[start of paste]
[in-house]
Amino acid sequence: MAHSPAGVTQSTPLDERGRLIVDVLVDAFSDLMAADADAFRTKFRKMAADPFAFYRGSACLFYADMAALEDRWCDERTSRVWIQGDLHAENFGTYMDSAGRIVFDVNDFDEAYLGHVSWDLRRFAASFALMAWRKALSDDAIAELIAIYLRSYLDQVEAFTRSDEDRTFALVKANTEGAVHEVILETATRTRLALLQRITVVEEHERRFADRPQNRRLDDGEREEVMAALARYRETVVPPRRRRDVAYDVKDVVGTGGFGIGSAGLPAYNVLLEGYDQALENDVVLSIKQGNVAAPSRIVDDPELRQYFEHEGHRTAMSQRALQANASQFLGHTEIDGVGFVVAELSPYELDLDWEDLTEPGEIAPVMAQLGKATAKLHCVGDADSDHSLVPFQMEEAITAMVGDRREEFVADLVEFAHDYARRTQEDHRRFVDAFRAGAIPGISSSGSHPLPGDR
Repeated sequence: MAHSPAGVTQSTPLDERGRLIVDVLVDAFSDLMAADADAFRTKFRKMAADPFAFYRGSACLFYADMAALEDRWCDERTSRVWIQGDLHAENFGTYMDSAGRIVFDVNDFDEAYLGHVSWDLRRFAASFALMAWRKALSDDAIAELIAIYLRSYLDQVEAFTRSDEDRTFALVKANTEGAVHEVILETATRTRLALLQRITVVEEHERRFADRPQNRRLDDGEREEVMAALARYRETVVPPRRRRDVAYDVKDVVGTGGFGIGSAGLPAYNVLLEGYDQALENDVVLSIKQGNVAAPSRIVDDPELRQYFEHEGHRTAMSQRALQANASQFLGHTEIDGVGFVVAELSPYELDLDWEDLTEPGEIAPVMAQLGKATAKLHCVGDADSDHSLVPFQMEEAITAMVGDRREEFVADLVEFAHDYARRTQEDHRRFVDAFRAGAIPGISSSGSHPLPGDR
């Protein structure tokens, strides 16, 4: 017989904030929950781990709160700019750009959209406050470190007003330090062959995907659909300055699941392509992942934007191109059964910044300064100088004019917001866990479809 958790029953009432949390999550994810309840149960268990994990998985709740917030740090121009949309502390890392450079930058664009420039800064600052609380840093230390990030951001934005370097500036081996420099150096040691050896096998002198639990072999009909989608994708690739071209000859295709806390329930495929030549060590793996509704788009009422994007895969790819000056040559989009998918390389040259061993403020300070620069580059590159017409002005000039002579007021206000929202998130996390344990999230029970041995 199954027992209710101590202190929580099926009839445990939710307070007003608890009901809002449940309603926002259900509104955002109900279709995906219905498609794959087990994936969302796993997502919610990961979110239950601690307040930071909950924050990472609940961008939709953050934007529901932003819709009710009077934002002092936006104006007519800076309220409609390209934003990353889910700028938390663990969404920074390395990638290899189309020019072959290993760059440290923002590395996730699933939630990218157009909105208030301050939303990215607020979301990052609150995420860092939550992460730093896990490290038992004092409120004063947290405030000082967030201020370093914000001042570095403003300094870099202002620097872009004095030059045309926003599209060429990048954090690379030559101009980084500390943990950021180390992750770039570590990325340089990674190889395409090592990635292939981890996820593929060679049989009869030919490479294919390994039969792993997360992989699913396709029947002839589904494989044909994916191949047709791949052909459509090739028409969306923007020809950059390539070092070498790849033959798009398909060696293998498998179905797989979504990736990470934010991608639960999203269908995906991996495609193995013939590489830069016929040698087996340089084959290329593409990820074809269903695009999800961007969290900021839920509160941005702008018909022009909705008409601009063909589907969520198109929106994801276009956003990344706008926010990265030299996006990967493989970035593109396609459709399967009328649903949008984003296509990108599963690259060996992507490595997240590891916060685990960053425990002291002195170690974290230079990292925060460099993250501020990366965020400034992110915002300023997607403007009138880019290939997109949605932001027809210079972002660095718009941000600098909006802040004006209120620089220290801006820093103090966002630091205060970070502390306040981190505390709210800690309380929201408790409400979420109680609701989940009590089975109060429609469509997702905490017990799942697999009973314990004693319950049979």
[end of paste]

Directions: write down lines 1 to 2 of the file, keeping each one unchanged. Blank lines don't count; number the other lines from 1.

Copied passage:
[in-house]
Amino acid sequence: MAHSPAGVTQSTPLDERGRLIVDVLVDAFSDLMAADADAFRTKFRKMAADPFAFYRGSACLFYADMAALEDRWCDERTSRVWIQGDLHAENFGTYMDSAGRIVFDVNDFDEAYLGHVSWDLRRFAASFALMAWRKALSDDAIAELIAIYLRSYLDQVEAFTRSDEDRTFALVKANTEGAVHEVILETATRTRLALLQRITVVEEHERRFADRPQNRRLDDGEREEVMAALARYRETVVPPRRRRDVAYDVKDVVGTGGFGIGSAGLPAYNVLLEGYDQALENDVVLSIKQGNVAAPSRIVDDPELRQYFEHEGHRTAMSQRALQANASQFLGHTEIDGVGFVVAELSPYELDLDWEDLTEPGEIAPVMAQLGKATAKLHCVGDADSDHSLVPFQMEEAITAMVGDRREEFVADLVEFAHDYARRTQEDHRRFVDAFRAGAIPGISSSGSHPLPGDR